Smog in North India

iasparliament Logo
November 30, 2023

Why in news?

According to scientists, North India can tackle smog using eco-friendly farm practices from the South.

What is a smog?

  • Smog= Smoke + Fog
  • Photochemical smog- It is called as a Los Angeles smog which is produced when sunlight reacts with nitrogen oxides and at least one volatile organic compound (VOC) in the atmosphere.
  • Sunlight hits these chemicals, thus forming airborne particles and ground-level ozone or smog.
  • Sulphurous smog -It is called as London smog which is caused by the high concentration of sulphur oxides in the atmosphere

Type of ozone


Stratospheric ozone

It is high above the Earth, acts as a barrier that protects humans and the environment from excessive amounts of solar ultraviolet radiation.

Ground level ozone

It is trapped near the ground by heat inversions or other weather conditions, it causes the respiratory distress and burning eyes associated with smog

What are the causes of smog in North India?


  • Stubble burning- The tight window between rice harvesting and wheat planting compels farmers in Punjab and Haryana to resort to burning stubble urgently.
  • It produces large amounts of smoke and particulate matter that travel to nearby regions.
  • Urbanisation- Industries in Delhi and other cities emit pollutants such as sulphur dioxide, nitrogen oxides, and volatile organic compounds that react with sunlight and form smog.
  • Dust- Construction activities, road dust, and desert storms generate fine dust particles that reduce visibility and worsen air quality.
  • Waste incineration- Burning of garbage and biomass in open dumps and landfills releases toxic gases and smoke into the air.
  • Fireworks- During festivals such as Diwali, people burst crackers and fireworks that produce smoke and metal particles that add to the pollution.
  • Vehicle emissions- The increasing number of vehicles on the roads, especially diesel ones, emit carbon monoxide, nitrogen oxides, and particulate matter that contribute to smog.
  • Temperature inversions- These are layers of air in which temperature increases with height, instead of decreasing as usual.
  • This prevents the vertical mixing of air and traps pollutants near the surface.
  • Topography- The shape and features of the land, such as mountains and valleys, affect the flow and distribution of cold and warm air.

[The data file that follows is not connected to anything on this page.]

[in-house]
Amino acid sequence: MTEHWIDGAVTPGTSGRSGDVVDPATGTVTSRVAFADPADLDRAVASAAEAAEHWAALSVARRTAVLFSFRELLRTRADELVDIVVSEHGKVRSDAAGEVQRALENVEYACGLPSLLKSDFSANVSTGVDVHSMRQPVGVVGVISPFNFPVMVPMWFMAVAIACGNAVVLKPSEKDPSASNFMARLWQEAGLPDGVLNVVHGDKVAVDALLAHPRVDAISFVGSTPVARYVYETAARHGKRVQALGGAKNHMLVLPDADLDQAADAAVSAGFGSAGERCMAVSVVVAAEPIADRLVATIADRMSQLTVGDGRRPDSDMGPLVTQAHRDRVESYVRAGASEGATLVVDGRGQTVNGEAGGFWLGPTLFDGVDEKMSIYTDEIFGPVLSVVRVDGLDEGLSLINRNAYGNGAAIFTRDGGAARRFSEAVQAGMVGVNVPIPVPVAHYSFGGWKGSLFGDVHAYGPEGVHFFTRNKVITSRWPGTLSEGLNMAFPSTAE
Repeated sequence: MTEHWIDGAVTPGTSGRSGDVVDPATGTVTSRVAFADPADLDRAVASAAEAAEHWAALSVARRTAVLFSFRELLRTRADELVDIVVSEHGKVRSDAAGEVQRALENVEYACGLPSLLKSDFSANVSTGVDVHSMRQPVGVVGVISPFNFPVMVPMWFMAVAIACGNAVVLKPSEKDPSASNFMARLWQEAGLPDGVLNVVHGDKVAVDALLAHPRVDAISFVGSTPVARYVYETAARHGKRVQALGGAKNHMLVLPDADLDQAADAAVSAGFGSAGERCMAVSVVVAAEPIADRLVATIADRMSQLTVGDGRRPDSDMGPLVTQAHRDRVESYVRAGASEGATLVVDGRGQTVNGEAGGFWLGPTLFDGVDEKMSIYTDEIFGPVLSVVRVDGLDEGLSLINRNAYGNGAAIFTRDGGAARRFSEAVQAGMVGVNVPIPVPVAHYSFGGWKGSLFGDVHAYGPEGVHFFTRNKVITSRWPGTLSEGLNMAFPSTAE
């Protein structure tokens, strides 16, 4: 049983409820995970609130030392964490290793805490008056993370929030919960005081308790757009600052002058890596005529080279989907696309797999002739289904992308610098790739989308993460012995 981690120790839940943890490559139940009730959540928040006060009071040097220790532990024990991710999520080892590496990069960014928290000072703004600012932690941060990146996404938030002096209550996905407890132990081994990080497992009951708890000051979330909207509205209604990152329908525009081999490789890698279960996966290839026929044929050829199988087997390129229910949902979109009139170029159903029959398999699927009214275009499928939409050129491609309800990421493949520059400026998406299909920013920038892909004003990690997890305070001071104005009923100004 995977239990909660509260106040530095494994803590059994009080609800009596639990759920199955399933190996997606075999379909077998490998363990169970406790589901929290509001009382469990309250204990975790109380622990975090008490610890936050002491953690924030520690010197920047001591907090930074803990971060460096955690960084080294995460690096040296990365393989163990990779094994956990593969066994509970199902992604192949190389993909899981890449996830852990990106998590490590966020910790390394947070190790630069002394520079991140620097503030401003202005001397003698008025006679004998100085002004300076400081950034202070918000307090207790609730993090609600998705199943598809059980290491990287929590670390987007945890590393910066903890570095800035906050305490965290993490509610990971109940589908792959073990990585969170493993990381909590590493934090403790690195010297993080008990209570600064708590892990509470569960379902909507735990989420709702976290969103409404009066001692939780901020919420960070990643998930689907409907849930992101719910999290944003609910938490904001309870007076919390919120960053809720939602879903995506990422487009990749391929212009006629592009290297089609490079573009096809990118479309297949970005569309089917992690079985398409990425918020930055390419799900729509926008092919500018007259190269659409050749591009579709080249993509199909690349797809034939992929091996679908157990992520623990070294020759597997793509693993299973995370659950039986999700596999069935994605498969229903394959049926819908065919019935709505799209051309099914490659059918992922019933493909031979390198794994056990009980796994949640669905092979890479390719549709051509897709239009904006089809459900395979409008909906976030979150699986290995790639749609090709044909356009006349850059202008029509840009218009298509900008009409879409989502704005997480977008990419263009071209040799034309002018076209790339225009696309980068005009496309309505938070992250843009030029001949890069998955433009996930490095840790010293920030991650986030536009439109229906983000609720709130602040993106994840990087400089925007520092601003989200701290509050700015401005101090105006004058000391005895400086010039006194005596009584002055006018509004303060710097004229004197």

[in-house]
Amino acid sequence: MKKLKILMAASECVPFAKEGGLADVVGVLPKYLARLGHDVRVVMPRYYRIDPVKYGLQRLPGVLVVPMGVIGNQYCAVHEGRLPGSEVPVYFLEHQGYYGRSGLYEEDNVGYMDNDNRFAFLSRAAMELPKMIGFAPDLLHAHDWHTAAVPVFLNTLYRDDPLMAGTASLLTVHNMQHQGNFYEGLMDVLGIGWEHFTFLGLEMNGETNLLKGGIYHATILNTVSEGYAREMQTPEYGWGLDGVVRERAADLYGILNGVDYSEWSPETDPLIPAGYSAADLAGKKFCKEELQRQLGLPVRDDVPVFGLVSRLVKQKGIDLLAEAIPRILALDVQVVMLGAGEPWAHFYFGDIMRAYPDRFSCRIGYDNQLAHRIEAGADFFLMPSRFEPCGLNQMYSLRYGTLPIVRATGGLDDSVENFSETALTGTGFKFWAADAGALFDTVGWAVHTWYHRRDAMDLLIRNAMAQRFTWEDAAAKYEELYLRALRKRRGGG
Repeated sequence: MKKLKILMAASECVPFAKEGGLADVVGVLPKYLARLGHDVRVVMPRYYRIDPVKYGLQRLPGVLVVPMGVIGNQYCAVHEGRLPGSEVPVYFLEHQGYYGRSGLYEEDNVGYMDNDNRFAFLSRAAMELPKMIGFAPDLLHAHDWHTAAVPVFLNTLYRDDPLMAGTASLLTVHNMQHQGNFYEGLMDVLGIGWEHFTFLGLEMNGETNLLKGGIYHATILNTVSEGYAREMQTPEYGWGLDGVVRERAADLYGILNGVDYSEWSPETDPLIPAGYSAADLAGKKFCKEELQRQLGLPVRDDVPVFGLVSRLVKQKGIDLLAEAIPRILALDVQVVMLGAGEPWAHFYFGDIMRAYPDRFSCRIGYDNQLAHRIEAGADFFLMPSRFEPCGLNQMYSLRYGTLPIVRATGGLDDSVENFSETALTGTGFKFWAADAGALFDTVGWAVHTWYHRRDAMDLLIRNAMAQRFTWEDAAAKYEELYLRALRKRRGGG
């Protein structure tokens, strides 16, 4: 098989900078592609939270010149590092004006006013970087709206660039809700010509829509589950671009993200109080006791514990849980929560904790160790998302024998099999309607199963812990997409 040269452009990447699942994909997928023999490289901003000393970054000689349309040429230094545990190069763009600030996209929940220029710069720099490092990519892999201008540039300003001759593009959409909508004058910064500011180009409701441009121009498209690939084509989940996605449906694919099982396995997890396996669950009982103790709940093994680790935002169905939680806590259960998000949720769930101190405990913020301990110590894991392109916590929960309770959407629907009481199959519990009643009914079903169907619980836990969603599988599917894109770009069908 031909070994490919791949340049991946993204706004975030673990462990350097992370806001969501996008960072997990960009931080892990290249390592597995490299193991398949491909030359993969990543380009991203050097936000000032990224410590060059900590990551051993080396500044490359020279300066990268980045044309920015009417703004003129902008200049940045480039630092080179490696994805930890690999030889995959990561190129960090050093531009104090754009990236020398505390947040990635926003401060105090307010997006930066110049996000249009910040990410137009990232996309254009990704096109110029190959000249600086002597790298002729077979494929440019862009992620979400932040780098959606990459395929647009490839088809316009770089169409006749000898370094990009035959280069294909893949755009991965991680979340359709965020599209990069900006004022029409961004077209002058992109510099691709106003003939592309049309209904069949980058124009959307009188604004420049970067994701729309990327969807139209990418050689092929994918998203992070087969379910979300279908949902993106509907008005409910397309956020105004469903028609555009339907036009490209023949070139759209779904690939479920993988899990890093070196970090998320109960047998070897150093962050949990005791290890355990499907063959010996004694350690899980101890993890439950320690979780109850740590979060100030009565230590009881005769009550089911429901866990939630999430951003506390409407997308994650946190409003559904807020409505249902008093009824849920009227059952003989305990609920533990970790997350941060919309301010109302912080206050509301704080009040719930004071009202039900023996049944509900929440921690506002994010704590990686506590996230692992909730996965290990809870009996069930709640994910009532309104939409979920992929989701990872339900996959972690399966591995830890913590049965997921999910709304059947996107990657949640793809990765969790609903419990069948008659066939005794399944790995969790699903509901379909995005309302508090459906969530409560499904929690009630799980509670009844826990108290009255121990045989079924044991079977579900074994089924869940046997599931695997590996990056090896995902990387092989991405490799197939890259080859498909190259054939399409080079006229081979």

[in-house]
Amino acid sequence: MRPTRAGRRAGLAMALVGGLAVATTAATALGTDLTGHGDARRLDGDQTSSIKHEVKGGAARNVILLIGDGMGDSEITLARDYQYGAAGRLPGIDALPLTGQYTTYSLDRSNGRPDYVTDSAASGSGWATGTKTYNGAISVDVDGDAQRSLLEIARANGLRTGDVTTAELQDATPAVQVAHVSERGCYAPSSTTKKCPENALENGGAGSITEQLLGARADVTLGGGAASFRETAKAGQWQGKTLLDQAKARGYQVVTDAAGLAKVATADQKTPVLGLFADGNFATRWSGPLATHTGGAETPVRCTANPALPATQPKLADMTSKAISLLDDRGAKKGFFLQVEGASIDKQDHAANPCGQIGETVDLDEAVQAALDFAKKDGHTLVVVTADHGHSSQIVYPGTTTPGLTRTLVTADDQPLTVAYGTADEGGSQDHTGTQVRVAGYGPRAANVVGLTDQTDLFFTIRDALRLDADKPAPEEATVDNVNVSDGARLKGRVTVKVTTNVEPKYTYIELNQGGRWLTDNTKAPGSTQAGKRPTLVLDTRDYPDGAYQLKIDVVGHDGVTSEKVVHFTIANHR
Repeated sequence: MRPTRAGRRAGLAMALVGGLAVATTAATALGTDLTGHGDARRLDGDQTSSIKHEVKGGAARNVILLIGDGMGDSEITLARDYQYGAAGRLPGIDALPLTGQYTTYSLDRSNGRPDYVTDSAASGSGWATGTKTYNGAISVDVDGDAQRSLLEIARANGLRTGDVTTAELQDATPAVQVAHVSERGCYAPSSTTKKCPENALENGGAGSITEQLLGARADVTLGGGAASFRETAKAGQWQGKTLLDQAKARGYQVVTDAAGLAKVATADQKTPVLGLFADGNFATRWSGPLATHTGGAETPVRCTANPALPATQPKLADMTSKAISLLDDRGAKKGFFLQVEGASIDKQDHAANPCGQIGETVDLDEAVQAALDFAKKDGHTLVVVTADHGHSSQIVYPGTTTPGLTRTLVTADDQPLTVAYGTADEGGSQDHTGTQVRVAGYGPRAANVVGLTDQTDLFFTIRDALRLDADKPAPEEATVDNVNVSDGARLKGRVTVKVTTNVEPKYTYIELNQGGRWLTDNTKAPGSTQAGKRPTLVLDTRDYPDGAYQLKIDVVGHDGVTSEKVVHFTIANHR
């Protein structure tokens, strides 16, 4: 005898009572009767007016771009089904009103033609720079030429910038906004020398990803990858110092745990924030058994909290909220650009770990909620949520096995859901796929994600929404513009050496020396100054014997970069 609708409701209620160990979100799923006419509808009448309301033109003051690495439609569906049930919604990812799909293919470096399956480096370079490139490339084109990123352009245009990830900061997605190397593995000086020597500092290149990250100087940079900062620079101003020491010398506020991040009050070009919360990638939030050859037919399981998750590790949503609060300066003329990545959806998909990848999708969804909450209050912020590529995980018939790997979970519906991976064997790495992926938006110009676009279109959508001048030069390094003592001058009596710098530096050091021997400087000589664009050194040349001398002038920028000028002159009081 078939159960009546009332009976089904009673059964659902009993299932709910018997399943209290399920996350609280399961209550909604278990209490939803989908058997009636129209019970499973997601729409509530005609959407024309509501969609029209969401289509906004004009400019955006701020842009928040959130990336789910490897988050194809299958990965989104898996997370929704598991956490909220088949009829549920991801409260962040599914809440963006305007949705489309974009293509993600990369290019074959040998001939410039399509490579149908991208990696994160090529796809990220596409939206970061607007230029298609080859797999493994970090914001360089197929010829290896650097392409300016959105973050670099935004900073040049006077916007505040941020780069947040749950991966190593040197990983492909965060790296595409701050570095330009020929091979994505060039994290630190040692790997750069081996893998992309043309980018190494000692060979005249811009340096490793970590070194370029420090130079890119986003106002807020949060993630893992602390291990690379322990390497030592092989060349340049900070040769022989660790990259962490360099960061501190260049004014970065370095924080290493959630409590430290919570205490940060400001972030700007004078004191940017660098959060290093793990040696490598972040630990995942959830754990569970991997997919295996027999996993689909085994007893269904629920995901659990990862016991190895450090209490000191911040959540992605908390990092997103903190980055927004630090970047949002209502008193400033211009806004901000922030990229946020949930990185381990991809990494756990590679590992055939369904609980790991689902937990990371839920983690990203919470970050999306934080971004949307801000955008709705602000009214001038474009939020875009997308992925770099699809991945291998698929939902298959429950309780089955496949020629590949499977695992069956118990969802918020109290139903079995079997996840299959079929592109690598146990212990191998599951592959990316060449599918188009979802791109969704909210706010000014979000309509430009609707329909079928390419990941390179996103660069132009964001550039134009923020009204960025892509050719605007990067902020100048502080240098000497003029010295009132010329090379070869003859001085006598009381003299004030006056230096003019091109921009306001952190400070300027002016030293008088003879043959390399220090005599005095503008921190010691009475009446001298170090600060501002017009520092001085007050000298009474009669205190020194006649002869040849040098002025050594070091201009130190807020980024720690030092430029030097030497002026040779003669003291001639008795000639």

• This can influence the formation and strength of temperature inversions and the direction of wind currents.
  • Wind speed and direction- The speed and direction of the wind can affect the transport and dispersion of pollutants.
  • Low wind speeds and unfavourable wind directions can result in the accumulation of pollutants over the region.


What are the consequences of smog?

  • Poor air quality- Central Pollution Control Board (CPCB) data show the average Air Quality Index (AQI) over the past few days has been consistently above 450 (hazardous category).
  • Health problems- It can cause or aggravate various health problems such as respiratory diseases, eye irritation, heart disease, birth defects, and reduced growth.
  • Loss of biodiversity- Smog can inhibit photosynthesis, thereby damaging crops and forests.
  • Climate change- Smog can also affect the climate by altering the radiative balance of the Earth.
  • Economic losses- It can reduce the productivity, increase the health care costs, and lower the quality of life.
  • Cultural damage- A thick layer of smog has engulfed the Mughal era monument Taj Mahal leading to discolouration, causing damage to its marble surface and the growth of algae in its walls.

What can be done to tackle smog?

  • Eco-friendly farming practices- Indo-Gangetic Plain (IGP) of North India can reduce its smog problem by adopting practices like mulching and nitrogen-fixing that are used in the Cauvery basin of south India.
    • Mulching- It involves covering the soil surface with organic or inorganic materials that can help turn the stubble into natural manure and enrich the soil.
    • Nitrogen fixing- It involves growing plants that can convert atmospheric nitrogen into plant-available forms thus reducing the need for chemical fertilizers.
  • Alternate crop patterns- Encourage farmers to shift away from rice and wheat cultivation and grow alternative crops with less stubble output.



  1. Down To Earth- India can tackle smog in North India
  2. NASA- Hazy November in Northern India
Login or Register to Post Comments
There are no reviews yet. Be the first one to review.



Free UPSC Interview Guidance Programme